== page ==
Discussion in 'Portland Trail Blazers' started by ThePosterFormerlyKnownAsTheHCP, Nov 7, 2018.
You say this while FULLY knowing Zion just got hurt...
Washington is consistently winning the games they should win and hasnt lost to a non-tournament team at the time of this writing (Gonzaga, Auburn, Virginia Tech, Minnesota, Arizona State). The Gonzaga and Minnesota game were 2 point losses.
Washington has talent and experience. Their success isnt due to the conference. Metrics can adjust for that and bracketologists take that into account.
If Duke was worthy of the absurd amount of attention they get (no team is), they would've won regardless. Or at least kept the deficit within 15. And it should also be another lesson as to why you shouldnt speak with such certainty. Didnt you say Duke would go undefeated? They have 3 losses and counting.
Everyone has been calling the Pac12 a 1-bid conference this year. You think both UW and ASU get in?
ASU is a tournament team as of this moment.
I see that ASU is currently slated as one of Lunardi's last 4 in (which is silly to me seeing as Utah St is one of his first 4 out, and they have a better record in what seems to be a better conference and beat ASU head-t0-head, but that's not the point).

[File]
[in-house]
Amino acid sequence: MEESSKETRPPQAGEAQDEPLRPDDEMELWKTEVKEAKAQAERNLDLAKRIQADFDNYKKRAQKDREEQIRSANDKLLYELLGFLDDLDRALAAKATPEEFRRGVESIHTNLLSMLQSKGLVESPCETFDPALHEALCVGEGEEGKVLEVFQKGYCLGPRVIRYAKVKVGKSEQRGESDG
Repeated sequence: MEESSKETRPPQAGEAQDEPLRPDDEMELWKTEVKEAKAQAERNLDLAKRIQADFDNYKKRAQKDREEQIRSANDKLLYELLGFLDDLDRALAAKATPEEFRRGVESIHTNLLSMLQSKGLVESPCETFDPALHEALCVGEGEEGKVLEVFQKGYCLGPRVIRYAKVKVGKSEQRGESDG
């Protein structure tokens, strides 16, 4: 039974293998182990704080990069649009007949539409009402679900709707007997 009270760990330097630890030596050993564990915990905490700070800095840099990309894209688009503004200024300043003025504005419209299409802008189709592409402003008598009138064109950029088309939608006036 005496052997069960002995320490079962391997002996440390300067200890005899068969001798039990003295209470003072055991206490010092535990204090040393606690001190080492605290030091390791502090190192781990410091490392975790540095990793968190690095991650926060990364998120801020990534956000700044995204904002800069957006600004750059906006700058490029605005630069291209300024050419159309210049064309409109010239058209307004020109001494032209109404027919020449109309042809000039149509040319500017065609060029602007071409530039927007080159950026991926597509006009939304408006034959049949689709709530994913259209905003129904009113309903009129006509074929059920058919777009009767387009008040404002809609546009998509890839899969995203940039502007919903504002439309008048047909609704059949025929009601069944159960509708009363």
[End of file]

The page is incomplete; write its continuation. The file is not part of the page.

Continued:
However, that wasn't what I asked. I asked if you think ASU gets in. That is to say, do you personally think that when selection Sunday rolls around, that ASU (assuming they don't with the conference tourney) will be given an at-large berth?
I kind of think the only team that gets in will be the conference winner. Maybe they get two, but I kind of doubt it. I think Larry Scott has kind of failed the conference. Not that I think it's "fair" to place it all on one guy, but he certainly doesn't seem to have helped much...
I use BracketMatrix.com instead of Lunardi.
And Im not sure. One bad loss and they're on the outside looking in. USC was thought to be a lock and missed it last year (highest rated team based on RPI to ever miss the tournament), so the same sort of thing may happen to Arizona St.
Seems to me like the Pac12's image problem has grown exponentially the past couple years, both in football and basketball. If the blue-bloods aren't garnering headlines, the rest of the conference may as well not even exist.
ASU hosts last-place Cal Sunday, and then are on the road for their final 3 games of the season. Oregon State is the only good team left on their schedule. Considering how often mid-major "locks" lose in their conference tourneys, allowing another team in their conference to get into the dance, I think the Devils will need to win out and reach the conference finals if they want a shot at the tourney.